Longfellow Middle School principal resigns

Stacey Wyatt’s resignation after two years comes at a pivotal moment for the school.

Principal Stacey Wyatt, pictured here in late 2019, has resigned as Longfellow principal after two years on the job. Photo: Natalie Orenstein

Longfellow Middle School Principal Stacey Wyatt has resigned, after two years on the job and during a pivotal moment for the school.

Wyatt and Superintendent Brent Stephens announced the resignation to families at the school in a pair of emails Thursday evening. The letters say Wyatt will finish off the school year at Longfellow, and Paco Furlan, the popular former principal of Rosa Parks Elementary, will take the job in 2020-21.

Wyatt did not directly address the reasons behind her resignation in the email but was somewhat cryptic.

“I consider myself a transformational leader, in that consideration, I understand that transformation is a process that doesn’t move quickly if you desire it to be intentional, authentic and complete,” she wrote. “For many reasons, I no longer believe my pace, practice and beliefs align with the path that Longfellow is on. This work is work of partnership and cannot ever stand in truth if it is forced, no matter who is doing the forcing…Do I continue to push an agenda I find important when it may not be the right fit for the right time? Sadly, I must say no, I cannot.”


Wyatt declined to be interviewed about her resignation.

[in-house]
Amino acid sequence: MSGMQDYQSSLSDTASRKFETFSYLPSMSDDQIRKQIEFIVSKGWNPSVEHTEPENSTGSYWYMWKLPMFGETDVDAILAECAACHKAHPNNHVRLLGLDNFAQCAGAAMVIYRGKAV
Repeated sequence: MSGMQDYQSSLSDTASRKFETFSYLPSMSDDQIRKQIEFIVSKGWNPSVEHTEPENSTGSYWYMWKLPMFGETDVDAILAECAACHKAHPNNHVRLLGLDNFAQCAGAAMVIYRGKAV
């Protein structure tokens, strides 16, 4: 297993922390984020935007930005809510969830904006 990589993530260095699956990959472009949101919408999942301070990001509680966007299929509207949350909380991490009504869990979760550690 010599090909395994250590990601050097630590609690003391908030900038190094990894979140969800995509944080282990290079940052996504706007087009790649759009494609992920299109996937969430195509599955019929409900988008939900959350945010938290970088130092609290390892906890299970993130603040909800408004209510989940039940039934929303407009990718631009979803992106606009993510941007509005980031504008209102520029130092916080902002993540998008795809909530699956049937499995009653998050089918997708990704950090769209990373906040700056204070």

Stephens asked families to join him in thanking Wyatt “for her service to Longfellow and Berkeley Unified, and in wishing her the very best in the next steps of her career. Stacey is a dynamic charismatic leader; I look forward to supporting her with this transition, and thank her in advance for her work to help us finish the year on a positive note.”

Stephens told Berkeleyside on Friday morning that he “respects” Wyatt’s decision.

Asked why he thought she resigned, he said, “I’m very supportive of Stacey. I think she’s a very talented and unique individual. It’s important that leaders match the aspirations of their community.”

Most of Wyatt’s letter focuses on why she enthusiastically took the job in 2018 after working in Oakland Unified: the rare diversity at Longfellow, the experienced teachers and dedicated staff, the parent engagement and the kids. Wyatt’s students adore her, and many people view the principal as a key figure in the school’s unusually tight-knit community.


“In my two short years with you, I have experienced some of my highest levels of hope for public education,” she wrote.

But Wyatt came to Berkeley during a rocky moment for Longfellow and did not always see eye to eye with district administrators. Berkeleyside explored some of these tensions in a recent story.

Longfellow is the only Berkeley middle school that anyone in the district can choose to attend, but in recent years enrollment has plummeted and the school serves a population with much higher needs than King or Willard does. There are major academic disparities between Longfellow and the other schools, and a vocal group of advocates has continually pressured the district to pour more resources into Longfellow.